Spiritual Quest and the Family in Buddhism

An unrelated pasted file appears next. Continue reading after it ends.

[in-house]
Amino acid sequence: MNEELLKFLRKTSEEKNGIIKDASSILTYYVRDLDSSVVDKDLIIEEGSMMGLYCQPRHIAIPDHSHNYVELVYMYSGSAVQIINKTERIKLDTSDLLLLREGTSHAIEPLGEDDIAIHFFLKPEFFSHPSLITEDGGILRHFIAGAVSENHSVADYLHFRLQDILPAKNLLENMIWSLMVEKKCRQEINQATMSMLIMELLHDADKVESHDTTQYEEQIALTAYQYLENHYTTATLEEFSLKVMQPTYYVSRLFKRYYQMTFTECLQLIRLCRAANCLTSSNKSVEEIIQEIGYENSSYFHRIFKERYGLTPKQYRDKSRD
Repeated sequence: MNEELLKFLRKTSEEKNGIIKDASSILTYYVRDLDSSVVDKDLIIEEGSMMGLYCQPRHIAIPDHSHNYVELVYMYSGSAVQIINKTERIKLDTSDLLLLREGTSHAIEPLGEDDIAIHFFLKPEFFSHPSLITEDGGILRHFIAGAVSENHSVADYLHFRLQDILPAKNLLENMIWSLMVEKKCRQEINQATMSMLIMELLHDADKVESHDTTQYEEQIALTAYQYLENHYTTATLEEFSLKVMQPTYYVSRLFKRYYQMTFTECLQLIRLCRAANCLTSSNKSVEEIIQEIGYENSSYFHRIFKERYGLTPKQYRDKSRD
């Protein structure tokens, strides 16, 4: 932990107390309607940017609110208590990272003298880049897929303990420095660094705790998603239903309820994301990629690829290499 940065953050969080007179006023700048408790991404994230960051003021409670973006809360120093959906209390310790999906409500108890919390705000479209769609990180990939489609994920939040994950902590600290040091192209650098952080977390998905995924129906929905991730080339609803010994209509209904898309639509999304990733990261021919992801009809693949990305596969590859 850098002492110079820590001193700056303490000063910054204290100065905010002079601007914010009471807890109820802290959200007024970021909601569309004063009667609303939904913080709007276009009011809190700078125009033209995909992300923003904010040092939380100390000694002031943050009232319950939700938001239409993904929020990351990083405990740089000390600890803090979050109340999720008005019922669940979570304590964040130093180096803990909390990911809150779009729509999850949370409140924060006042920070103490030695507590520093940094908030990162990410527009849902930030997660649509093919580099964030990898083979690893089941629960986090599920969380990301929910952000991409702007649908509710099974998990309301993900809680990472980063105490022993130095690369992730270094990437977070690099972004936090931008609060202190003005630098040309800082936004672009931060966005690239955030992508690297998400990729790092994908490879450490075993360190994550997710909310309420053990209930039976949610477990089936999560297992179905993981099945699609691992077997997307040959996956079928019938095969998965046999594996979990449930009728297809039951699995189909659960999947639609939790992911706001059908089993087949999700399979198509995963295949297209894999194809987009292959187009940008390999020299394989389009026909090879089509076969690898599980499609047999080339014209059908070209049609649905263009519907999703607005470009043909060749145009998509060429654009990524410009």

This paper offers an interdisciplinary portrayal of the relationship between Buddhism as a spiritual quest and the family, drawing on Buddhist canonical texts, a rereading of the most popular birth story of the Buddha, anthropological research and statistics on the Thai labor force. Buddhism is ambivalent about the family. On the one hand, the family is a major institution which is central to the laity, whose members are crucial for the prosperity of the religion; while on the other hand, the family is the deepest seat of human attachment which needs to be transcended in order to attain enlightenment. This paper attempts to explicate this ambivalence and argues that Thai Buddhism, especially the historical absence of the fully ordained women order (bhikkhuni sangha), has generated a cultural condition where women, as mother, wife and daughter, have shouldered the triple burden of nurturing the family, bearing economic responsibility and supporting a male-monk-only religion. Thus, a key feminist concern in the Thai cultural world is to open a debate in the re-establishment of the fully ordained women.